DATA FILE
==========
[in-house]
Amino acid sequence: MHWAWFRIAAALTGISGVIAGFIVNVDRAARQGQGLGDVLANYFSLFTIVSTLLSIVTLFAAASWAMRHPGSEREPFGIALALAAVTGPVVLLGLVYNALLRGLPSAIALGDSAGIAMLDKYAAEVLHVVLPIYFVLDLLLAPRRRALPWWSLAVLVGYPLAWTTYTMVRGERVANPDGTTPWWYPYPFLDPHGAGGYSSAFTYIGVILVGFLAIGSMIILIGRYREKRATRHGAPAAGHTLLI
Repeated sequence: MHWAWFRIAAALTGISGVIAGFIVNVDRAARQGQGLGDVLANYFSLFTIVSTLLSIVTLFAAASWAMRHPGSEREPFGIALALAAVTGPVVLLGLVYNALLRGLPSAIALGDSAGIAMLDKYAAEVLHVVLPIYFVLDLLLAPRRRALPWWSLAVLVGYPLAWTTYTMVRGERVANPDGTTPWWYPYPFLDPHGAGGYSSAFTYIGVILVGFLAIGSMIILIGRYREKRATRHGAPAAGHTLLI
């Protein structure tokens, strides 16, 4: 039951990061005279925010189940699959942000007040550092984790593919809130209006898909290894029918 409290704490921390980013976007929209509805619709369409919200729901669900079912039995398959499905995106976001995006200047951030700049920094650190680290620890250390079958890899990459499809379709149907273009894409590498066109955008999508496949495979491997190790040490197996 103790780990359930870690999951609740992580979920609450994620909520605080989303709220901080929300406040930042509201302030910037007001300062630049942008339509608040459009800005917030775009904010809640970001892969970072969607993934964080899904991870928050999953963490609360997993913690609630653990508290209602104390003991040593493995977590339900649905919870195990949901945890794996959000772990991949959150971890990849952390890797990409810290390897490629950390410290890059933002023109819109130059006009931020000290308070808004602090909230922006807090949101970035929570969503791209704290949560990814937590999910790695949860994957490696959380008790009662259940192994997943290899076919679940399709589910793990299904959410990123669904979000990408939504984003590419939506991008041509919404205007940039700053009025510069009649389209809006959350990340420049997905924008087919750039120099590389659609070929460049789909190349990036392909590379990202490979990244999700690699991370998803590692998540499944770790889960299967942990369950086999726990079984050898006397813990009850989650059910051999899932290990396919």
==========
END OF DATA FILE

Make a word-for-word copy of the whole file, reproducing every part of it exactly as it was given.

[in-house]
Amino acid sequence: MHWAWFRIAAALTGISGVIAGFIVNVDRAARQGQGLGDVLANYFSLFTIVSTLLSIVTLFAAASWAMRHPGSEREPFGIALALAAVTGPVVLLGLVYNALLRGLPSAIALGDSAGIAMLDKYAAEVLHVVLPIYFVLDLLLAPRRRALPWWSLAVLVGYPLAWTTYTMVRGERVANPDGTTPWWYPYPFLDPHGAGGYSSAFTYIGVILVGFLAIGSMIILIGRYREKRATRHGAPAAGHTLLI
Repeated sequence: MHWAWFRIAAALTGISGVIAGFIVNVDRAARQGQGLGDVLANYFSLFTIVSTLLSIVTLFAAASWAMRHPGSEREPFGIALALAAVTGPVVLLGLVYNALLRGLPSAIALGDSAGIAMLDKYAAEVLHVVLPIYFVLDLLLAPRRRALPWWSLAVLVGYPLAWTTYTMVRGERVANPDGTTPWWYPYPFLDPHGAGGYSSAFTYIGVILVGFLAIGSMIILIGRYREKRATRHGAPAAGHTLLI
């Protein structure tokens, strides 16, 4: 039951990061005279925010189940699959942000007040550092984790593919809130209006898909290894029918 409290704490921390980013976007929209509805619709369409919200729901669900079912039995398959499905995106976001995006200047951030700049920094650190680290620890250390079958890899990459499809379709149907273009894409590498066109955008999508496949495979491997190790040490197996 103790780990359930870690999951609740992580979920609450994620909520605080989303709220901080929300406040930042509201302030910037007001300062630049942008339509608040459009800005917030775009904010809640970001892969970072969607993934964080899904991870928050999953963490609360997993913690609630653990508290209602104390003991040593493995977590339900649905919870195990949901945890794996959000772990991949959150971890990849952390890797990409810290390897490629950390410290890059933002023109819109130059006009931020000290308070808004602090909230922006807090949101970035929570969503791209704290949560990814937590999910790695949860994957490696959380008790009662259940192994997943290899076919679940399709589910793990299904959410990123669904979000990408939504984003590419939506991008041509919404205007940039700053009025510069009649389209809006959350990340420049997905924008087919750039120099590389659609070929460049789909190349990036392909590379990202490979990244999700690699991370998803590692998540499944770790889960299967942990369950086999726990079984050898006397813990009850989650059910051999899932290990396919």